from hvplot.sample_data import us_crime
hvPlot allows to generate plots with three different plotting extensions: Bokeh, Matplotlib and Plotly. Support for Maplotlib and Plotly was added in version 0.8.0, before which Bokeh was the only option available and is as such kept as the default plotting extension.
Loading plotting extensions#
Importing hvPlot accessors as shown throughout the documentation (e.g.
import hvplot.xarray, …) loads by default the Bokeh plotting extension. The
extension function can be used after this first import to additionally load the Matplotlib and Plotly plotting extensions, or just one of them. The currently active extension is the first one passed to
import hvplot.pandas # This import automatically loads the Bokeh extension.
hvplot.extension('matplotlib', 'plotly') # This call loads the Matplotlib (the active one) and Plotly extensions.
us_crime.hvplot(x='Year', y='Violent Crime rate')
Switching the plotting extension#
output function allows to switch the plotting extension by setting the
backend parameter. It must be called after importing an accessor (e.g.
import hvplot.pandas) and calling to
hvplot.output(backend='plotly') us_crime.hvplot(x='Year', y='Violent Crime rate')
extensionfunction could also be used to switch the plotting extension. You should however prefer
outputas any call to
extensionactually internally loads code in the output of the cell where it is executed, which can significantly increase the notebook size if
extensionis called in multiple cells.
Plot styling options#
On top of the parameters part of
.hvplot()’s API, a plot can be further customized by providing detailed styling options. By default, i.e. without calling
hvplot.extension(), the accepted styling options are those of Bokeh, such as
line_dash='dashed'. When another extension is set with either
output the styling options of that extension are expected, e.g.
linestyle='dashed' for Matplotlib.
hvplot.output(backend='bokeh') us_crime.hvplot(x='Year', y='Violent Crime rate', line_dash='dashed')
hvplot.output(backend='matplotlib') us_crime.hvplot(x='Year', y='Violent Crime rate', linestyle='dashed')
It is also possible to generates plots with either Matplotlib or Plotly that are constructed with Bokeh options. This can be used for instance to create plots previously generated with Bokeh with another backend, without having to change any parameter. The only change required is to declare Bokeh as the compatible extension with
hvplot.extension('matplotlib', compatibility='bokeh'), preferably at the beginning of the notebook.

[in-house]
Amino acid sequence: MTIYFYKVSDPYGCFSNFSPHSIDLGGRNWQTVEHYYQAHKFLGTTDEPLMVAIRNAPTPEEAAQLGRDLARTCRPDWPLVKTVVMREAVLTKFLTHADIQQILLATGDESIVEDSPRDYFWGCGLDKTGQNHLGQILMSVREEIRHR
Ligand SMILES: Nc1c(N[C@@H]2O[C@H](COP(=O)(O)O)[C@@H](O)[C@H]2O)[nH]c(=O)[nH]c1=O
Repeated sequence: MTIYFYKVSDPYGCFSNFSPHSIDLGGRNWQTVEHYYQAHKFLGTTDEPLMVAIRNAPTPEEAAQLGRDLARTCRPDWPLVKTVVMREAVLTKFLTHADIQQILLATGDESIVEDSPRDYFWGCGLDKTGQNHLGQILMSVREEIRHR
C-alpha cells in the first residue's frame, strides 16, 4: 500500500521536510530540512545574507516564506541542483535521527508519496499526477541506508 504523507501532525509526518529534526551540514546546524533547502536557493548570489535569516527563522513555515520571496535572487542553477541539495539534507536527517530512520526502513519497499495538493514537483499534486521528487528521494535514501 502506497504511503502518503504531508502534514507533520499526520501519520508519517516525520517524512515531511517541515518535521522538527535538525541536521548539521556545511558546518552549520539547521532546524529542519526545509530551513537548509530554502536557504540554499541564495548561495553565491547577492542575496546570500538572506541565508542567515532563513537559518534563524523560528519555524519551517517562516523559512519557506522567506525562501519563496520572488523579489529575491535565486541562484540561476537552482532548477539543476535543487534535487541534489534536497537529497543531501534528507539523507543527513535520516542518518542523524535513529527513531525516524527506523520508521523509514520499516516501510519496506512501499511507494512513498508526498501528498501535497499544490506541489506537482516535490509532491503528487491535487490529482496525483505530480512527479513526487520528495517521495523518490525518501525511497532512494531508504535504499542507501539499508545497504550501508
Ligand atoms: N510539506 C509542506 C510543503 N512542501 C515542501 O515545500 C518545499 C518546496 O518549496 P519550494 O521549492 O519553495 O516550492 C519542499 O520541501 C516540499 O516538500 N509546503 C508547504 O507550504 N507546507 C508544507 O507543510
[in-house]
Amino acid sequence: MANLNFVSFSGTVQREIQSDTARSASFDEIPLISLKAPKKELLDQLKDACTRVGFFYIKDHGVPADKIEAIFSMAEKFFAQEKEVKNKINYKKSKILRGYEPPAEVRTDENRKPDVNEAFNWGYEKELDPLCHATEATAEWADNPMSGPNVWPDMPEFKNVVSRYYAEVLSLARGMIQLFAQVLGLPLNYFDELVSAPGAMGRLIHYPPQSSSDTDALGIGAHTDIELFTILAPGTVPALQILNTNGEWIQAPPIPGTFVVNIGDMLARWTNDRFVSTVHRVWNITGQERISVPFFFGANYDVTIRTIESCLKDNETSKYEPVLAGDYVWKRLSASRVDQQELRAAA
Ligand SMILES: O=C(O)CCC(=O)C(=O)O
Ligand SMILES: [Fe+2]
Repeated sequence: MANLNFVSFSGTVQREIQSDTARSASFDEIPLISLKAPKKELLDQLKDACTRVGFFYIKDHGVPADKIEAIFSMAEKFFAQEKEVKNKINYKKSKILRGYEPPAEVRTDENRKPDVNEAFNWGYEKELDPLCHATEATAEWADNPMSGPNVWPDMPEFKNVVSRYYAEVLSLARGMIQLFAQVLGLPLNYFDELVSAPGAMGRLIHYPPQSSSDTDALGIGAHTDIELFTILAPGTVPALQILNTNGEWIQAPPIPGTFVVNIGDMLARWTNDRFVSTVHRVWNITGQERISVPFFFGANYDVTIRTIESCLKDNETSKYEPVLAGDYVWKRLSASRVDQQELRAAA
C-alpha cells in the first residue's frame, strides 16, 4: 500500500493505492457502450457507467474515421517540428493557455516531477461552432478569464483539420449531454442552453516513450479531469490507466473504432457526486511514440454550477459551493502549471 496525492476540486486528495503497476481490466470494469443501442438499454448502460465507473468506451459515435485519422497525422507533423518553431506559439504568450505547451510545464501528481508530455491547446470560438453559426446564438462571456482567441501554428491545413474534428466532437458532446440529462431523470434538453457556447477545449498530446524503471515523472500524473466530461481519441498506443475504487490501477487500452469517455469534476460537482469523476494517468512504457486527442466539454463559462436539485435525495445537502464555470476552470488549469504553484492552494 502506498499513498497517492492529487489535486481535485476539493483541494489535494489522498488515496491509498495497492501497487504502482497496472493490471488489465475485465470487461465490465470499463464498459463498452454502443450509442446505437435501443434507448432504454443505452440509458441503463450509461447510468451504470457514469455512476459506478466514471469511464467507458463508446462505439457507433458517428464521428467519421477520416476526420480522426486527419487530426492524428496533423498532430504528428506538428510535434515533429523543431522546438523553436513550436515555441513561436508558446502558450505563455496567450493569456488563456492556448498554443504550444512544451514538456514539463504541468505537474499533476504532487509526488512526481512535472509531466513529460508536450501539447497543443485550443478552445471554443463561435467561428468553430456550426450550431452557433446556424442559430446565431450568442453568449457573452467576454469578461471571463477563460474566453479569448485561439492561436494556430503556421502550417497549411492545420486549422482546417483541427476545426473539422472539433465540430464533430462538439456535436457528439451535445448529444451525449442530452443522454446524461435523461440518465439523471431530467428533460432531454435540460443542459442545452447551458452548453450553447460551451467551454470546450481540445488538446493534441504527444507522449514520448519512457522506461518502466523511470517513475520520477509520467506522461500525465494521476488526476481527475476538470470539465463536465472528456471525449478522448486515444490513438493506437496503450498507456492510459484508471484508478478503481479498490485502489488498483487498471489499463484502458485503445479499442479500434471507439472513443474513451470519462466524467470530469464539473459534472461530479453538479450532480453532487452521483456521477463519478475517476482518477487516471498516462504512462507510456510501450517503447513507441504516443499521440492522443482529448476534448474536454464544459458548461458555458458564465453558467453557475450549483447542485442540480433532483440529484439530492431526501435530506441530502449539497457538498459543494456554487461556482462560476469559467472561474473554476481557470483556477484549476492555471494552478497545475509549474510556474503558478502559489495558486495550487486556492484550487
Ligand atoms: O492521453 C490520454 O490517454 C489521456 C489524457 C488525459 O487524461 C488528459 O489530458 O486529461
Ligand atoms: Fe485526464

hvplot.extension('matplotlib', compatibility='bokeh') violent_crime = us_crime.hvplot(x='Year', y='Violent Crime rate', line_dash='dashed') violent_crime
:Curve [Year] (Violent Crime rate) | Options(aspect=2.3333333333333335, axiswise=False, fig_size=233.33333333333334, framewise=True, | labelled=['x', 'y'], linestyle='dashed', linewidth=2, logx=False, logy=False, | show_grid=False, show_legend=True)
You can see that
line_dash='dashed' has been internally converted to
linestyle='dashed' that is a valid option for the Matplotlib plotting extension. Note that support for all Bokeh options is currently incomplete and will continue to be improved while equivalent support for Plotly and Matplotlib is planned for a future release
Obtaining the underlying figure object#
In some cases it can be convenient to construct a plot with hvPlot and then get a handle on the figure object of the underlying plotting library to further customize the plot or to embed it in some more complex application. The
render function allows to get a handle on the figure object. The following examples show that it’s possible to use the API of Bokeh, Matplotlib or Plotly to update the title of the
violent_crime = us_crime.hvplot(x='Year', y='Violent Crime rate')
from bokeh.io import show bk_fig = hvplot.render(violent_crime, backend='bokeh') bk_fig.title = 'Violent crime' show(bk_fig)
%matplotlib inline mpl_fig = hvplot.render(violent_crime, backend='matplotlib') axes = mpl_fig.get_axes() axes.set_title('Violent crime') mpl_fig
from plotly.graph_objects import Figure plotly_fig = hvplot.render(violent_crime, backend='plotly') fig = Figure(plotly_fig).update_layout(title='Violent crime') fig